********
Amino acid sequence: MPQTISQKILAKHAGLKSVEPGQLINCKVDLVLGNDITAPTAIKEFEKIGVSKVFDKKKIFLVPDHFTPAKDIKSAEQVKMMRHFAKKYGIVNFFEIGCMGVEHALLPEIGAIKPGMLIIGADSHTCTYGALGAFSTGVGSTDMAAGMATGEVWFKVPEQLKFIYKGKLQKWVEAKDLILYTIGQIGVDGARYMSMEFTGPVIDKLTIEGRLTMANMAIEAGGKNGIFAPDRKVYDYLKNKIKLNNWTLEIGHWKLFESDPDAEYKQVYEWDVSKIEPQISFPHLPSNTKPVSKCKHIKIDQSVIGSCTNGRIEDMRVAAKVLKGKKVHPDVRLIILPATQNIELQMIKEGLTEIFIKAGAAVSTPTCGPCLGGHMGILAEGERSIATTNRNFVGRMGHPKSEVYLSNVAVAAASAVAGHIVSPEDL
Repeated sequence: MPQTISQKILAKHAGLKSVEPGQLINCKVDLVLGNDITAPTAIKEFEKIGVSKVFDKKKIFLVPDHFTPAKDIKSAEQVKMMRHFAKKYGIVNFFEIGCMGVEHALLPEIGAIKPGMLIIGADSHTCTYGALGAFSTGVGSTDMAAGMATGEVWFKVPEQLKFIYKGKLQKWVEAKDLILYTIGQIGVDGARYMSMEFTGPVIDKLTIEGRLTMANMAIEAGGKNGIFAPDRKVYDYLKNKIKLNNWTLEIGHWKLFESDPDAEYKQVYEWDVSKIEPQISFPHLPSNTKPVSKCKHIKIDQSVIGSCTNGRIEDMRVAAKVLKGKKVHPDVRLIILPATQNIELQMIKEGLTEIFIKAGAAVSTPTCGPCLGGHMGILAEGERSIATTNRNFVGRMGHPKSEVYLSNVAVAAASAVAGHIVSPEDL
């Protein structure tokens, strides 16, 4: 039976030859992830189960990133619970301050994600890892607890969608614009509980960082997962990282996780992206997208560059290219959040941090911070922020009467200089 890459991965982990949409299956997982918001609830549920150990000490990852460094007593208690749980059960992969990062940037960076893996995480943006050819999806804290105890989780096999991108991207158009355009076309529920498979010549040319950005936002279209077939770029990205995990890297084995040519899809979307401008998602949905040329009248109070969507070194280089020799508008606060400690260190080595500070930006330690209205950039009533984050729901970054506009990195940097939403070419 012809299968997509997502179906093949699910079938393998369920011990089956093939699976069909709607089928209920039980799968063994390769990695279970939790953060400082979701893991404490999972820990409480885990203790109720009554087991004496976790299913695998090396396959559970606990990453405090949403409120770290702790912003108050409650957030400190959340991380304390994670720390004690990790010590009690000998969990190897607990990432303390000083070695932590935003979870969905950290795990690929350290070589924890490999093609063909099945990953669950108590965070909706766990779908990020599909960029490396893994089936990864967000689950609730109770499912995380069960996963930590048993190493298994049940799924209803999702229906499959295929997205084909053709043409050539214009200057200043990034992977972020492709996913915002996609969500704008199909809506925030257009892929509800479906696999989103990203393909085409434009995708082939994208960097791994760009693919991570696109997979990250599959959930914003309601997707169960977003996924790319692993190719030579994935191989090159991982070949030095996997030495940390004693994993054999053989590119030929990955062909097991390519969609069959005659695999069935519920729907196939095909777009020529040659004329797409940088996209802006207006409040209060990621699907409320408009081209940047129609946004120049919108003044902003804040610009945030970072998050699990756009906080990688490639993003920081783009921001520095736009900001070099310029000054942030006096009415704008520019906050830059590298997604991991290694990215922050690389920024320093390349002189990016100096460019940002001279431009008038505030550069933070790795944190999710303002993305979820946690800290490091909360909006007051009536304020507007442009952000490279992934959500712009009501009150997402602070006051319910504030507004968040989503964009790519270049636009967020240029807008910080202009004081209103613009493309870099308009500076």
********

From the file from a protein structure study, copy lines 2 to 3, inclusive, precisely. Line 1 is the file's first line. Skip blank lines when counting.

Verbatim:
Repeated sequence: MPQTISQKILAKHAGLKSVEPGQLINCKVDLVLGNDITAPTAIKEFEKIGVSKVFDKKKIFLVPDHFTPAKDIKSAEQVKMMRHFAKKYGIVNFFEIGCMGVEHALLPEIGAIKPGMLIIGADSHTCTYGALGAFSTGVGSTDMAAGMATGEVWFKVPEQLKFIYKGKLQKWVEAKDLILYTIGQIGVDGARYMSMEFTGPVIDKLTIEGRLTMANMAIEAGGKNGIFAPDRKVYDYLKNKIKLNNWTLEIGHWKLFESDPDAEYKQVYEWDVSKIEPQISFPHLPSNTKPVSKCKHIKIDQSVIGSCTNGRIEDMRVAAKVLKGKKVHPDVRLIILPATQNIELQMIKEGLTEIFIKAGAAVSTPTCGPCLGGHMGILAEGERSIATTNRNFVGRMGHPKSEVYLSNVAVAAASAVAGHIVSPEDL
């Protein structure tokens, strides 16, 4: 039976030859992830189960990133619970301050994600890892607890969608614009509980960082997962990282996780992206997208560059290219959040941090911070922020009467200089 890459991965982990949409299956997982918001609830549920150990000490990852460094007593208690749980059960992969990062940037960076893996995480943006050819999806804290105890989780096999991108991207158009355009076309529920498979010549040319950005936002279209077939770029990205995990890297084995040519899809979307401008998602949905040329009248109070969507070194280089020799508008606060400690260190080595500070930006330690209205950039009533984050729901970054506009990195940097939403070419 012809299968997509997502179906093949699910079938393998369920011990089956093939699976069909709607089928209920039980799968063994390769990695279970939790953060400082979701893991404490999972820990409480885990203790109720009554087991004496976790299913695998090396396959559970606990990453405090949403409120770290702790912003108050409650957030400190959340991380304390994670720390004690990790010590009690000998969990190897607990990432303390000083070695932590935003979870969905950290795990690929350290070589924890490999093609063909099945990953669950108590965070909706766990779908990020599909960029490396893994089936990864967000689950609730109770499912995380069960996963930590048993190493298994049940799924209803999702229906499959295929997205084909053709043409050539214009200057200043990034992977972020492709996913915002996609969500704008199909809506925030257009892929509800479906696999989103990203393909085409434009995708082939994208960097791994760009693919991570696109997979990250599959959930914003309601997707169960977003996924790319692993190719030579994935191989090159991982070949030095996997030495940390004693994993054999053989590119030929990955062909097991390519969609069959005659695999069935519920729907196939095909777009020529040659004329797409940088996209802006207006409040209060990621699907409320408009081209940047129609946004120049919108003044902003804040610009945030970072998050699990756009906080990688490639993003920081783009921001520095736009900001070099310029000054942030006096009415704008520019906050830059590298997604991991290694990215922050690389920024320093390349002189990016100096460019940002001279431009008038505030550069933070790795944190999710303002993305979820946690800290490091909360909006007051009536304020507007442009952000490279992934959500712009009501009150997402602070006051319910504030507004968040989503964009790519270049636009967020240029807008910080202009004081209103613009493309870099308009500076």